It’s time for Lucasfilm to re-think their strategy regarding Star Wars Celebration exclusive content

Star Wars Celebration was a few months ago, but one aspect of it keeps getting some attention from fans, including recently. More leaked footage of the exclusive trailers for The Mandalorian season 3 and Ahsoka was uploaded online in recent days, giving even better looks at what was shown. And along with it has come renewed discussion about the whole strategy behind it in the first place.

In short, I think it’s time for Lucasfilm to adjust course and make some changes when it comes to Celebration content.

Let me explain what’s behind this whole discussion. Star Wars Celebration has for many years been offering a livestream of the convention, one that has been award-winning in its quality and production. It’s been fantastic. And there has always been some stuff that is blacked out in the stream, exclusive for only those in-house. This would occasionally include a trailer, but most common was exclusive screenings of episodes or things like that.

This year’s Celebration, however, marked a dramatic step backward when it came to its online presence. The majority of trailers – The Mandalorian, Ahsoka, Tales of the Jedi, etc. – were screened only in-house. And not only that, but they were weren’t all even able to be seen by those who were at Celebration, but only those who won the random lottery to get into the panels. Beyond that, rather than simply black out material, the livestream simply didn’t stream any of the major panels from Celebration – an absolutely stunning and indefensible change.

That’s made all the more stunning when considering the fact that the COVID-19 pandemic, while not nearly the crisis it was previously, is still a big deal both in the United States and globally. And that’s on top of the already normal logistics of a global fanbase not always easily able to travel to other places of the world for something like this.

Now all of this could simply sound like privileged whining, because at the end of the day it’s not a major deal whether we see these trailers or not. So that’s not my point. My point here is just that, given the fact that Lucasfilm puts on Star Wars Celebration, they should invest increased attention into how it happens for those who aren’t there in-person.

A big part of the reason I say this is because I would assume (and all we can do is assume, since getting people from Lucasfilm to give much clarity on anything for fans is even harder than shooting wamp rats in Beggar’s Canyon) that a reason for the Celebration exclusives is out of a desire to keep people coming in-person. But I think that fundamentally misunderstands what the real unique aspect of going to Celebration is in the first place.

It’s not ultimately about getting exclusive content that no one else is able to see. I’ve been to many conferences and most of them offer a livestream, and my experience in-person has never been negatively effected. In fact, I view it as a major plus for at least two reasons: (1) first of all, I can return to the content as much as I want afterward; and (2) I can share in the excitement with plenty of other people. Both of those, contrary to Lucasfilm’s misguided ideas, are actually good things. And this doesn’t erase a desire for people to actually go in-person, either, because the major “exclusive” of Celebration is the massive gathering of like-minded Star Wars fans. The content doesn’t need to be exclusive, because something that those online will never get is the same sense of community.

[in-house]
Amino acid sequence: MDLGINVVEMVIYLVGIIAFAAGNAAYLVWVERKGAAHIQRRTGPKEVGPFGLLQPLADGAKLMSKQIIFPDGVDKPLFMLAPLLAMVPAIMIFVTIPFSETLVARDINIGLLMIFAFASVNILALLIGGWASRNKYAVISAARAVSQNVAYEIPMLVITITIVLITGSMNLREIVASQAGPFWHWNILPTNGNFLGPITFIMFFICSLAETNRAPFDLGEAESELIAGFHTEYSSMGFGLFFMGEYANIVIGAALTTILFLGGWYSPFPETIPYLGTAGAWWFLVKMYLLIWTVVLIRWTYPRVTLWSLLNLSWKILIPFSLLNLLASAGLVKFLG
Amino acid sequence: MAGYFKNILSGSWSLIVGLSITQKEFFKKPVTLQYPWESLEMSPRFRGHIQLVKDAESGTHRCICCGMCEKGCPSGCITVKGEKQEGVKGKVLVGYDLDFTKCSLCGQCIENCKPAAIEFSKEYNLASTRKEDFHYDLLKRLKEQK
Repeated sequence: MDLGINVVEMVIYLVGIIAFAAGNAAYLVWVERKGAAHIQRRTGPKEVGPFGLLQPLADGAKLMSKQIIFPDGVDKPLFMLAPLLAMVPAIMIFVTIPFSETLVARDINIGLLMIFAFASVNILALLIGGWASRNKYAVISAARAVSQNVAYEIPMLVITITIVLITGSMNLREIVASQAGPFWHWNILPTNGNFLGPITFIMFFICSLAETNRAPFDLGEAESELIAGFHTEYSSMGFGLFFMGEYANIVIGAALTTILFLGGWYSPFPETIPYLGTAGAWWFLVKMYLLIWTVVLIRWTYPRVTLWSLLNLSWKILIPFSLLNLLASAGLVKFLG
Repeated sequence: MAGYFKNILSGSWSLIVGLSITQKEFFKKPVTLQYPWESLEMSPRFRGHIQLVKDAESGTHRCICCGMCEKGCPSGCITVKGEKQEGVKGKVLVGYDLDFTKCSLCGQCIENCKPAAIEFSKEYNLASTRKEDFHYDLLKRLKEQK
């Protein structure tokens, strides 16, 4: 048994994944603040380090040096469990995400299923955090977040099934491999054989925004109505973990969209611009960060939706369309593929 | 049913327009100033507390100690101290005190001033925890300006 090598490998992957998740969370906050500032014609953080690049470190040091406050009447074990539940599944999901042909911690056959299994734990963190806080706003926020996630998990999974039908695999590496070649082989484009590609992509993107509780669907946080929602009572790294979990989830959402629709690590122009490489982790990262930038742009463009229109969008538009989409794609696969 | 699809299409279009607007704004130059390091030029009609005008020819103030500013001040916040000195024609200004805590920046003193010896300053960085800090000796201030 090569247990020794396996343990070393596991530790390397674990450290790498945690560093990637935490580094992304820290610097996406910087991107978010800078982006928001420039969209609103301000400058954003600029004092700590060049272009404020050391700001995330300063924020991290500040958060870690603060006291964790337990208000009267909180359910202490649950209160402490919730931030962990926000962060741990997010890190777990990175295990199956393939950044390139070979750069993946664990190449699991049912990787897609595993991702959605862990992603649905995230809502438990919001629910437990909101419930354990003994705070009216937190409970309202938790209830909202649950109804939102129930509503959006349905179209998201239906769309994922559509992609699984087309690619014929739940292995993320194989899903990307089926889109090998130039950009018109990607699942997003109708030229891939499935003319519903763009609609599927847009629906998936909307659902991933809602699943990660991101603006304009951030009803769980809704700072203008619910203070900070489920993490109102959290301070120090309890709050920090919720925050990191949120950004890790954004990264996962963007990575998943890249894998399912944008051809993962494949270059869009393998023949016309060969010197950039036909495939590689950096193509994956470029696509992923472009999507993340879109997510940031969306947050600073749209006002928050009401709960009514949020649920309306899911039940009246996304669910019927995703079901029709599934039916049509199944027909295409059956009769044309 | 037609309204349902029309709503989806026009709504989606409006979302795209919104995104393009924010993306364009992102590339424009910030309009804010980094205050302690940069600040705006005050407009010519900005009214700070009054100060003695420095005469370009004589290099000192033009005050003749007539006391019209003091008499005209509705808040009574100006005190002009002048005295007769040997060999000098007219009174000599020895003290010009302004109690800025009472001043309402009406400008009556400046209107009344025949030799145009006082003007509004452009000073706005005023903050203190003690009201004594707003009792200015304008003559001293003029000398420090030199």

And believe it or not, Lucasfilm should know this. Consider why they decided to cancel Celebration altogether during the height of the pandemic rather than simply move it online. Many of us wondered if they would offer it online, but they opted not to. But if the main driver of Celebration attendance is content, that’s just as easily streamed in an online convention than in-person, right? But even Lucasfilm realizes that the real draw is the gathering together in-person, not the video shown on a screen. The latter is important (obviously), but it doesn’t need to be exclusive, because the gathering already is.

Besides, it’s not like Star Wars marketing is going to win any awards any time soon to begin with, so why not start thinking through ways (however easy) to improve? Especially if Lucasfilm is so determined to learn lessons from Solo’s box office disappointments, you’d think they would take a long, hard look at their approach to marketing their products and realize that maybe they can build a bit more excitement with a bit of a better approach. I think that the further and further away we get from the Skywalker saga, the more and more important that will be. I’m not sure the studio agrees.

So all of this is to make a rather straightforward argument: for Celebration next year, Lucasfilm should employ a vastly different strategy than this year. They should re-focus their efforts on making sure the online streaming option is as good as possible, and they should remove most (if not all) of the Celebration exclusives that are shown on the screen (with the exception of streaming episodes or something like that). And if they’re especially hard-up for money, even offering an online streaming pass for all of the panels at a reduced price would be a far better move than what this year’s livestream was.

For the time being, however, Star Wars fans are left watching the epic trailers for some of the most anticipated projects the way Lucasfilm intended: through grainy bootlegged videos uploaded to youtube.

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